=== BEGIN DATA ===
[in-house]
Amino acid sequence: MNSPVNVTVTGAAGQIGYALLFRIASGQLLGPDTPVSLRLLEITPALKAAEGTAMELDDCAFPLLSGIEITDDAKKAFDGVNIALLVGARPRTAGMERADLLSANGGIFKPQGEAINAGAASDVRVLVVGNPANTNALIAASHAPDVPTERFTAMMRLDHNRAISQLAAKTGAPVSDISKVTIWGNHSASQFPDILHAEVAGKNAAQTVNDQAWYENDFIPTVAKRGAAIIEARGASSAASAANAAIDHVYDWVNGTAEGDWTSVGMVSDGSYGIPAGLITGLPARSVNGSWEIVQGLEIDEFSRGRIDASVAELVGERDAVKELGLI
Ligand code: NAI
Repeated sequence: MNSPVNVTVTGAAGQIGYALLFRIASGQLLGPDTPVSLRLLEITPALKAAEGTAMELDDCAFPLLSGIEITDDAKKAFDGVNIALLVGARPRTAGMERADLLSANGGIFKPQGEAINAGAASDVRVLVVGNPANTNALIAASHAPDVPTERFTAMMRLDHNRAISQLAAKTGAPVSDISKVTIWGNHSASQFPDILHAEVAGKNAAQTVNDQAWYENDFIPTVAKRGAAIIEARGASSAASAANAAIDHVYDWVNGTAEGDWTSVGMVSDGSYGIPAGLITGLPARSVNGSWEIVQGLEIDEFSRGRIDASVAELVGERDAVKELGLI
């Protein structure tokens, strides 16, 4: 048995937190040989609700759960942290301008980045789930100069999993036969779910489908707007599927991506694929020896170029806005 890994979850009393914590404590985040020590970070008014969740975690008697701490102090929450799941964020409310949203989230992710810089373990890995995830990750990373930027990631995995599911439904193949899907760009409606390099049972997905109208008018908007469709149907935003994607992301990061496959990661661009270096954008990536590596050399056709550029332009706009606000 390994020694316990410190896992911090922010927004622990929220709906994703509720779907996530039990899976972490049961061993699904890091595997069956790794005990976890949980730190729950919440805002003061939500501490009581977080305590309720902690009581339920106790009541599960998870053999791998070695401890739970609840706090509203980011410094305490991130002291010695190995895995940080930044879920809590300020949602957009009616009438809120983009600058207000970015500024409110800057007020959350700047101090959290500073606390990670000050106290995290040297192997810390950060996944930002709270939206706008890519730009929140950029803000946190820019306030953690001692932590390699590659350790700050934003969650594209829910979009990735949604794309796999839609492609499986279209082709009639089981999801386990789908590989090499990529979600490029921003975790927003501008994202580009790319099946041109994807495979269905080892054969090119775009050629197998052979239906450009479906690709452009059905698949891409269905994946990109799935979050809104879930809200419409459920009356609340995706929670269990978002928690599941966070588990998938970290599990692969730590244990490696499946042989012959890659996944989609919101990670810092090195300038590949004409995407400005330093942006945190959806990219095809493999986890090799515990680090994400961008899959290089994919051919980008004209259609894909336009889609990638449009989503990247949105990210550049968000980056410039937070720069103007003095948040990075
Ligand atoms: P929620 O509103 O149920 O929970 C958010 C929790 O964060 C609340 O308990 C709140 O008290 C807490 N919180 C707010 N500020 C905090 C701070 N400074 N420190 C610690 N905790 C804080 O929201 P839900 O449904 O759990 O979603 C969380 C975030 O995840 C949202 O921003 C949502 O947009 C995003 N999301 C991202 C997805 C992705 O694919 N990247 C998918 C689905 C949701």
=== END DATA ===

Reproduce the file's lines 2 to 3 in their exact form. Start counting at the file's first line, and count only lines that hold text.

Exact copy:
Amino acid sequence: MNSPVNVTVTGAAGQIGYALLFRIASGQLLGPDTPVSLRLLEITPALKAAEGTAMELDDCAFPLLSGIEITDDAKKAFDGVNIALLVGARPRTAGMERADLLSANGGIFKPQGEAINAGAASDVRVLVVGNPANTNALIAASHAPDVPTERFTAMMRLDHNRAISQLAAKTGAPVSDISKVTIWGNHSASQFPDILHAEVAGKNAAQTVNDQAWYENDFIPTVAKRGAAIIEARGASSAASAANAAIDHVYDWVNGTAEGDWTSVGMVSDGSYGIPAGLITGLPARSVNGSWEIVQGLEIDEFSRGRIDASVAELVGERDAVKELGLI
Ligand code: NAI